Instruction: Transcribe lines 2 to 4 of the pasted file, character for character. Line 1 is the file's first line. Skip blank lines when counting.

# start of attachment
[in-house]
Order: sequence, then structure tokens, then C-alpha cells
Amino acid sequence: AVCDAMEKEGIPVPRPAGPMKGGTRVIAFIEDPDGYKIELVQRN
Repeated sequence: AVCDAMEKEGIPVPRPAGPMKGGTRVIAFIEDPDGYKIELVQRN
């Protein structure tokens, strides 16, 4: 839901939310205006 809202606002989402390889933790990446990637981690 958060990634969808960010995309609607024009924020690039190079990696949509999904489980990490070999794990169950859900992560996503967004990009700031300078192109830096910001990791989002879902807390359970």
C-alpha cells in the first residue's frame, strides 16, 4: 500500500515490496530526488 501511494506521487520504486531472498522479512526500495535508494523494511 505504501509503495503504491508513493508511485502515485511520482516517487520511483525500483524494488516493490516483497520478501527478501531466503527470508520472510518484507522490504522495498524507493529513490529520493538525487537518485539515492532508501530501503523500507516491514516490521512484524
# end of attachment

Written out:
Order: sequence, then structure tokens, then C-alpha cells
Amino acid sequence: AVCDAMEKEGIPVPRPAGPMKGGTRVIAFIEDPDGYKIELVQRN
Repeated sequence: AVCDAMEKEGIPVPRPAGPMKGGTRVIAFIEDPDGYKIELVQRN